When we arrived in Aguas Callientes, which is the closest town to Machu Picchu, we dropped off our bags in our hostel and decided to go out and explore the area. The town seems like it’s just full of restaurants serving really weird mixes of cuisines, which isn’t surprising considering just how many tourists pass through daily. We wandered around for a few hours taking photos, then took a stroll through the market to pick up a couple of souvenirs.

There weren’t any self-catering facilities at our hostel, so we chose to eat dinner at an affordable place which had both vegetarian options and Mark’s usual meal choice of burgers. The restaurant actually had guinea pig or alpaca pizzas, which at some point in the past I might have tried but now I just find depressing. My days of eating adorable animals for the novelty of it are coming to an end.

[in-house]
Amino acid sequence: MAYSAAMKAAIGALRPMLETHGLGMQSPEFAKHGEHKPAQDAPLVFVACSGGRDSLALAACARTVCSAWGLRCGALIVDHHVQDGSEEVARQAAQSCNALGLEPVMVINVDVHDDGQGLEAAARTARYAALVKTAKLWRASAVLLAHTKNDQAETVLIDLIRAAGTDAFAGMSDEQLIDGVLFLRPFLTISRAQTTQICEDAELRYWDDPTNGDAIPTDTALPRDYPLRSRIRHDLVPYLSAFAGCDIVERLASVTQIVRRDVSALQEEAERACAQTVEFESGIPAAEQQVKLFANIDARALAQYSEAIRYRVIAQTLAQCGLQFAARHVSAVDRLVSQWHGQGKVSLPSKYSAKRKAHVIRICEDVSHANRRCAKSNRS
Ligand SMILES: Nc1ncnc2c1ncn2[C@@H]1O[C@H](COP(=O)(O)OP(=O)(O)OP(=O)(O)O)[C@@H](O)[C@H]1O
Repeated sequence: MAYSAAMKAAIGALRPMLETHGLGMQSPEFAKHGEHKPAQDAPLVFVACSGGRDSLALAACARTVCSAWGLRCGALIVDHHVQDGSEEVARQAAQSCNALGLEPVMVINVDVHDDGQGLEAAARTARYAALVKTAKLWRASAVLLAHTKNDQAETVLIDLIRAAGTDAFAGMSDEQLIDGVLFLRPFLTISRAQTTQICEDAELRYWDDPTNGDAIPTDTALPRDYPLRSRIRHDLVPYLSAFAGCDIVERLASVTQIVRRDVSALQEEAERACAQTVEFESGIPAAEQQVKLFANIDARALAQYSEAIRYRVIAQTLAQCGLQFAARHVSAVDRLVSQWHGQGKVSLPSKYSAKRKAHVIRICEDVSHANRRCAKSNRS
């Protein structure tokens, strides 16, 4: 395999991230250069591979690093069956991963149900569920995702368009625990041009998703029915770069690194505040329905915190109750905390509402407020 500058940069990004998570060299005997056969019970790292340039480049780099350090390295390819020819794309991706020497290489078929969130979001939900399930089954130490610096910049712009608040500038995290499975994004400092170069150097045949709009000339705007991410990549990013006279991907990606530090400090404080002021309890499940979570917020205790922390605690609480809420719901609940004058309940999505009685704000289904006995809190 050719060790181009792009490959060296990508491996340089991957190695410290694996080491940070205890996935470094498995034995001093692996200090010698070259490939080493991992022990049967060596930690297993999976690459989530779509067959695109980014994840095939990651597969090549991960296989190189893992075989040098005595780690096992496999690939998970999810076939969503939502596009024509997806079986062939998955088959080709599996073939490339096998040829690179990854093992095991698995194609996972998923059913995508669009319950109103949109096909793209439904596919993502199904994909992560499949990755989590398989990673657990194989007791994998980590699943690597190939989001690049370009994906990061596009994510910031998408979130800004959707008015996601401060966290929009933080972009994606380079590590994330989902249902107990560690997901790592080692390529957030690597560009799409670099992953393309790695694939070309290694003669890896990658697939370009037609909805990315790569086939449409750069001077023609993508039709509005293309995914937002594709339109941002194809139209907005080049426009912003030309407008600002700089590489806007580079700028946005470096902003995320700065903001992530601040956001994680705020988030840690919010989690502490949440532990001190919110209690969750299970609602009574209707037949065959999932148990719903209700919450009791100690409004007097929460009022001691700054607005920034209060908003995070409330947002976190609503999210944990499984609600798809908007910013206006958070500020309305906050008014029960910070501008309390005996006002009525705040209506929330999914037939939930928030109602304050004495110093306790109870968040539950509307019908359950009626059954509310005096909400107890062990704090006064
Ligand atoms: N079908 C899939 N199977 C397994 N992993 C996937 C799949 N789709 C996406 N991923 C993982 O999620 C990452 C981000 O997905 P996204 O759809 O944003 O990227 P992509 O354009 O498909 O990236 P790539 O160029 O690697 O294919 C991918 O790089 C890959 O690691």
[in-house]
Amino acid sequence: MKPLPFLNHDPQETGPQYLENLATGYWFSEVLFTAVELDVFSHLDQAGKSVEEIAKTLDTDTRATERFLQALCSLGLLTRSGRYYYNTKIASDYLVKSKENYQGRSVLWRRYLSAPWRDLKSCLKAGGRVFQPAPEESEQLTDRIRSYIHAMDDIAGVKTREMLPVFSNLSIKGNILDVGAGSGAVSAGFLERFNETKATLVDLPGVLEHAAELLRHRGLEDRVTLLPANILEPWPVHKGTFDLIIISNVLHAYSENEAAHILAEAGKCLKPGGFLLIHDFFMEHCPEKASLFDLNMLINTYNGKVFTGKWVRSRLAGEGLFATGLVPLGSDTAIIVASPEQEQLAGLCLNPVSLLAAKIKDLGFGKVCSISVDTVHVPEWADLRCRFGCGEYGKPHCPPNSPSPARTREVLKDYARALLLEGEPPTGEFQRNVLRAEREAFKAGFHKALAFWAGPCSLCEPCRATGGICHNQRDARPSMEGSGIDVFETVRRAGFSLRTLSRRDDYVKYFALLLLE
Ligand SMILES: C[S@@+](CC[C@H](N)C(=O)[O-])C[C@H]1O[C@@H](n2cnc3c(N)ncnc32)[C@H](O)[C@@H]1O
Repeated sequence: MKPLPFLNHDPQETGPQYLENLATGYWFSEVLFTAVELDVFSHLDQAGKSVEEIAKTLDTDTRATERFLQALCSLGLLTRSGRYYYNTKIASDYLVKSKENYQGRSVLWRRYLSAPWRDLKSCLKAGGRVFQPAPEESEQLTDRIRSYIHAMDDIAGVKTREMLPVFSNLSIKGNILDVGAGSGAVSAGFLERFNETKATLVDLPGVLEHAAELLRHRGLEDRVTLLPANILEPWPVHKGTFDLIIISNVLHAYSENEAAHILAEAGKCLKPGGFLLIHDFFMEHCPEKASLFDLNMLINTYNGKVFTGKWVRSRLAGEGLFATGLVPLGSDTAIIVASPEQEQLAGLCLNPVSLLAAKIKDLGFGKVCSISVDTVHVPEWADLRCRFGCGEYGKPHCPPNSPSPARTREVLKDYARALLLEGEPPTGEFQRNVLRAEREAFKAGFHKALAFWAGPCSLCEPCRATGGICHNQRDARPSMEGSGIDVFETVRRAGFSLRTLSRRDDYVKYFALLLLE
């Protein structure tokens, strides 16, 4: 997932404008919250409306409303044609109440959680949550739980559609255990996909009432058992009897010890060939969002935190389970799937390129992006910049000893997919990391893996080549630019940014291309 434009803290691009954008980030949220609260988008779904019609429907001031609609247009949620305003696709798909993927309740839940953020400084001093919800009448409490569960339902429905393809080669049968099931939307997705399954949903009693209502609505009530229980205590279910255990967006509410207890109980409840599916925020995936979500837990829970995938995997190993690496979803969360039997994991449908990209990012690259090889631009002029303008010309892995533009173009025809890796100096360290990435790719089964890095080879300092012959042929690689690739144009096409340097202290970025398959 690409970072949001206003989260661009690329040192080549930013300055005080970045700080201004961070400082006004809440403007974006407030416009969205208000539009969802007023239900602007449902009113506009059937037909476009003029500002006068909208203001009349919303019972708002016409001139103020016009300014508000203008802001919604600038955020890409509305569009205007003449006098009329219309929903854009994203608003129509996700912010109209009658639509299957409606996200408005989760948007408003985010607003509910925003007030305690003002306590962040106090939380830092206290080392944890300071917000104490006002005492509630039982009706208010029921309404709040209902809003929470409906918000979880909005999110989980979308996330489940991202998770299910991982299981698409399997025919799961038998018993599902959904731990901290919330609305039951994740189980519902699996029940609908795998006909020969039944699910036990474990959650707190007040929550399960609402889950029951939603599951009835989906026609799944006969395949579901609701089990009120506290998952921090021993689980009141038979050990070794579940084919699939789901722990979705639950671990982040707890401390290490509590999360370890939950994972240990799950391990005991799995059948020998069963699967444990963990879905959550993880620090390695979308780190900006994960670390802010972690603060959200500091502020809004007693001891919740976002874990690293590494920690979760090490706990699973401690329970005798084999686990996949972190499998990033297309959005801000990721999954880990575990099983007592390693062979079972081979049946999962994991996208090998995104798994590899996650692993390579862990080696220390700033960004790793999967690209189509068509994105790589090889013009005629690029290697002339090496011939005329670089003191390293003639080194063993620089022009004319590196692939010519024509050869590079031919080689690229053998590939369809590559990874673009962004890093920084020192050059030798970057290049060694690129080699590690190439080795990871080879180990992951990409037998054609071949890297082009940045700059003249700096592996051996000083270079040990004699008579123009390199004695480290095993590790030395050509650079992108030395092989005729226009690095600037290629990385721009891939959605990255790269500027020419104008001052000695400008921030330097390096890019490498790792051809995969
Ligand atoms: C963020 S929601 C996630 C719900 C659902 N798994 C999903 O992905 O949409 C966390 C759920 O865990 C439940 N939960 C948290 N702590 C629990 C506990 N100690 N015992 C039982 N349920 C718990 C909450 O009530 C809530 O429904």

As we were heading up to Machu Picchu in the early hours of the morning, we decided to head to bed early so we weren’t zombies on the day. It wasn’t the most pleasant hostel experience I’ve had, as there was a cheap smelling air freshener spraying every five minutes in the bathroom, mixed with the smell of a guy who opted to sleep fully clothed in an outfit which smelled like he’d just done a three day trek in. When 4am came around, I was pretty glad to get out of there. Once free of the smelly dorm we wolfed down some cereal and smuggled some items from the breakfast buffet for lunch before heading out to the bus.